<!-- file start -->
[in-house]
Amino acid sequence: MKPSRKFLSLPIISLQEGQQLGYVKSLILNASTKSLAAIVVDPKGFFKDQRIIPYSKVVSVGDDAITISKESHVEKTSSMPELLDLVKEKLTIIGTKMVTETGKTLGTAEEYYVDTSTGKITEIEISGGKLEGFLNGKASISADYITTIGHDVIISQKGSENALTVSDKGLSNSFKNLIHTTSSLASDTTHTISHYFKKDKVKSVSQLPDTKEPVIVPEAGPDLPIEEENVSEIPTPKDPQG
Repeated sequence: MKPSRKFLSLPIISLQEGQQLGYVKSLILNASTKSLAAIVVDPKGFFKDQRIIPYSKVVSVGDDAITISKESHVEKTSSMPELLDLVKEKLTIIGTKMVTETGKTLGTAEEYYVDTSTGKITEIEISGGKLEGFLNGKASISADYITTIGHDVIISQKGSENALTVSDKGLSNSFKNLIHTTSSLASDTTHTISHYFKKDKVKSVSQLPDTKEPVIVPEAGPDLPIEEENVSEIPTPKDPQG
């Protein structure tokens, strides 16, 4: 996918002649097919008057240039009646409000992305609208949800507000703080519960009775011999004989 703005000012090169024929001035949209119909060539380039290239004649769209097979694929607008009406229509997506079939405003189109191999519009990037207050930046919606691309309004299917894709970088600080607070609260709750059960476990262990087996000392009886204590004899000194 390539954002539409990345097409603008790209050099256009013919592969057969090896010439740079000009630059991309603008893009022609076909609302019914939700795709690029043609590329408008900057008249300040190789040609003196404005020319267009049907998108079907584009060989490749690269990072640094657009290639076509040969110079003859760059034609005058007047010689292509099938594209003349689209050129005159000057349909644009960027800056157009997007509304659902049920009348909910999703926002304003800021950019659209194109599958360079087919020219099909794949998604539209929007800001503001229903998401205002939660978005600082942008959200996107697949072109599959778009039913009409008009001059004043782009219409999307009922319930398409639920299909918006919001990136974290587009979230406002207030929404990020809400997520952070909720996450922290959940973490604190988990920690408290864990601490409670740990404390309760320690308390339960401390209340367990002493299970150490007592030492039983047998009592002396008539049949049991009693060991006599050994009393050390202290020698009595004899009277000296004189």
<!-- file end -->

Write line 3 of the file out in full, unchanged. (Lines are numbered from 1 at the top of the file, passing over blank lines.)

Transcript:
Repeated sequence: MKPSRKFLSLPIISLQEGQQLGYVKSLILNASTKSLAAIVVDPKGFFKDQRIIPYSKVVSVGDDAITISKESHVEKTSSMPELLDLVKEKLTIIGTKMVTETGKTLGTAEEYYVDTSTGKITEIEISGGKLEGFLNGKASISADYITTIGHDVIISQKGSENALTVSDKGLSNSFKNLIHTTSSLASDTTHTISHYFKKDKVKSVSQLPDTKEPVIVPEAGPDLPIEEENVSEIPTPKDPQG